Some of the scout leaders on this comment board really make me questions Scouts as an organization.

  51. Andrea December 24, 2014 at 8:13 am #

    The police are not mediators. They are enforcers of law, which they do through arresting people. The fact that this Scout leader is threatening to have parents put in jail for being 30 minutes late is beyond the pale and shows gross disregard for the child (how is having their parent arrested good for anyone)?

    Why not just threaten to kick them out of scouts if they are late? Because if they call the cops on them they can be fairly certain the family won’t be returning anyway, or not in any form where the leader would want them in his/her troop.

  52. Donna December 24, 2014 at 8:40 am #

    marie –

    We know nothing about this individual troup – what ages, where it meets, at what time – to be able to form any assumption as to whether it is okay, even under free range standards, to leave the children to wait alone. Girl Scouts is often a young girl heavy organization that meets someplace other than at school. For example, my daughter’s Girl Scout troup encompasses kindergarten through 6th grade (we currently have no older girls), with the bulk being in the K-3rd grade range. It meets at night (6-7) in an office area of downtown. When scouts is over, there is nothing open within 2-3 blocks. Even once you get to open businesses, they are almost exclusively bars and restaurants at that time of night.

    Are we really going to start advocating for leaving 5 year olds alone after dark in desolate (at least at night) areas for indeterminate periods of time with the only recourse for help being the local bar a couple blocks away? I seriously hope not if we hope to retain any validity as a parenting method. This letter is not from my troup, but we can’t be the only one in America that meets in circumstances where it is not reasonable to leave children alone to wait for parents.

  53. Donna December 24, 2014 at 8:48 am #

    While I agree that the first choice should be to simply kick the kids with offending parents out of the troup, does anyone know if this is even possible? Girl Scouts is a national organization dedicated to inclusiveness with specific rules as to enrollment to follow. I assume that there are valid reasons for removing specific kids from the organization, but I don’t know if the repeated failure of the parents to pick their children up on time is actually one of them. It should be, but that doesn’t mean that it is. If it isn’t, should the entire troup be shut down because a handful of parents can’t manage to pick their kids up reasonably on time?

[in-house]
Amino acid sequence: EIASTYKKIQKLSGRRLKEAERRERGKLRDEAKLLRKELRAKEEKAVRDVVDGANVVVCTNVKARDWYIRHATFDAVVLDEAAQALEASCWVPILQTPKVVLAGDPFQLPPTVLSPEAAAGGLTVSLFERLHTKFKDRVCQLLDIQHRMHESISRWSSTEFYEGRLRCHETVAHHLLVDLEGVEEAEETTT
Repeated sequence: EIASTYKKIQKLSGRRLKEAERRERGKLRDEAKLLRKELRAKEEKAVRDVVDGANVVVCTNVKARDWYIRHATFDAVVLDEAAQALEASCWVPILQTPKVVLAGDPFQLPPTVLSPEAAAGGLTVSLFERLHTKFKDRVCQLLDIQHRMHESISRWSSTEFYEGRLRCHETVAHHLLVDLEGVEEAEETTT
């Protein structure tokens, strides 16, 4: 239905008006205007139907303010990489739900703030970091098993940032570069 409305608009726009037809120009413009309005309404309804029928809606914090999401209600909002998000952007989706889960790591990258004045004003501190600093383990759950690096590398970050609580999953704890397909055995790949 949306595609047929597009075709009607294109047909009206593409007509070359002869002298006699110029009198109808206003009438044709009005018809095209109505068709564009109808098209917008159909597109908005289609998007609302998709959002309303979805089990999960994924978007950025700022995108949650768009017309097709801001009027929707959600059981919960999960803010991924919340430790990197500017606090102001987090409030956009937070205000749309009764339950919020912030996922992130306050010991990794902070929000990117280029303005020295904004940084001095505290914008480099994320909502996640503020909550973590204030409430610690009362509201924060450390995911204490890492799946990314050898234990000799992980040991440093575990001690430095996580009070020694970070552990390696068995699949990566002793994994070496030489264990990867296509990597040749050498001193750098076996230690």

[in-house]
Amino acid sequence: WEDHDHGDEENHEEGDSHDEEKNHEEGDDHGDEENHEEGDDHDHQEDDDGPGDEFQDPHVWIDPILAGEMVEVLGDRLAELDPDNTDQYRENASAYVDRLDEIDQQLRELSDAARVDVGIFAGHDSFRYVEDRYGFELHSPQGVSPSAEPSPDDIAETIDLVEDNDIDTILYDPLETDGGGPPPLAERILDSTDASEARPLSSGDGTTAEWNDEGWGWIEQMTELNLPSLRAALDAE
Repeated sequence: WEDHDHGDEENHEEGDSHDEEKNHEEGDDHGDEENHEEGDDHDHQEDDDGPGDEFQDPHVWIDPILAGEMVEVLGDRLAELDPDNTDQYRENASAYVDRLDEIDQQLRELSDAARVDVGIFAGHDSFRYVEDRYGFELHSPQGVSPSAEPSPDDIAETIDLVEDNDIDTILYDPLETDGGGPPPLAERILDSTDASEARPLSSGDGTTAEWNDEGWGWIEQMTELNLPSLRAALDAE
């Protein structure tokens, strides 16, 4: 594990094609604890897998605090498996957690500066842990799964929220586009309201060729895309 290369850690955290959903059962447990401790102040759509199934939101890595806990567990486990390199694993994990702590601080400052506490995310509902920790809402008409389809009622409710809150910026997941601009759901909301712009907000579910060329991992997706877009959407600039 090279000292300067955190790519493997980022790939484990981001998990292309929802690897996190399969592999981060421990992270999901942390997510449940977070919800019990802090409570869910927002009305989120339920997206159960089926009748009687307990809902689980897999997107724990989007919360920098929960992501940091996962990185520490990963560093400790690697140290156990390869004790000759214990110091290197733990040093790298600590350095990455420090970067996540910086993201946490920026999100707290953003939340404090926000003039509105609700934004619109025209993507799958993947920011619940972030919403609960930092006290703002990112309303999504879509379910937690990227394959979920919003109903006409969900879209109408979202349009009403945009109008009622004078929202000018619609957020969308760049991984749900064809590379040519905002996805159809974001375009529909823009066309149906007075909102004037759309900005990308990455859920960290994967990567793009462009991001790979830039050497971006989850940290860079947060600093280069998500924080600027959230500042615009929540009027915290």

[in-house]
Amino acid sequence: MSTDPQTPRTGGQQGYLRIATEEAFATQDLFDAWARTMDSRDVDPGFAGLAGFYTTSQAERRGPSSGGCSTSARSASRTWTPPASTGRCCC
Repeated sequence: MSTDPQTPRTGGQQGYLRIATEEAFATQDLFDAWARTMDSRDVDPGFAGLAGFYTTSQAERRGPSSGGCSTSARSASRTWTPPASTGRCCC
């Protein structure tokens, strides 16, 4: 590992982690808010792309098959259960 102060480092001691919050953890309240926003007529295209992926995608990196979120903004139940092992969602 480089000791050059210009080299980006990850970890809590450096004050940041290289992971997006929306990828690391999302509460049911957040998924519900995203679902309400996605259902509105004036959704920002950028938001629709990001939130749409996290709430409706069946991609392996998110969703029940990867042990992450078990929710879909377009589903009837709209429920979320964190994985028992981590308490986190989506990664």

54. Emily December 24, 2014 at 9:08 am #

    @Warren–I meant that the repeatedly-late parents should have to either pay a fine, OR do a simple chore for the group. For some parents, paying $10 or $15 (let’s say it’s a dollar for each minute late past a certain grace period) would bite into the grocery/utility/necessity budget. Clearly, the activity leaders don’t want the parents going bankrupt every time they get stuck in traffic, or the city bus is late, or whatever, so the “simple, mundane chore” gives everyone a chance to save face–the leaders, because that way, they still get the message across that punctuality is important, and the parents, because it enables them to get back into Brown Owl’s good graces without breaking the bank. It wouldn’t be perfect, but neither is the policy of “punish the child for the parent’s irresponsibility.” In fact, if a parent was REALLY irresponsible, they could even be relieved that Kiddo got kicked out, because hey, that’s one fewer thing to do each week. I can even see some cases of the parent blaming it on the child.

  55. Dot December 24, 2014 at 9:49 am #

    Re marie: The fault lies closer to ever increasing litigation with huge awards for the smallest fault prompting the rules and purposeful avoidance of insurance policy exclusion clauses. As a volunteer what I allow and how I choose to raise my own kids is irrelevant to organizational policies or participant demands. CYA is the first rule of volunteering and CYA doesn’t stand for Civic Youth Association. The second rule is ‘reason’ takes a second seat to retaliatory Discrimination Lawsuits for refusing outrageous demands with participant parents pushing claims of ‘reasonable’ accommodation.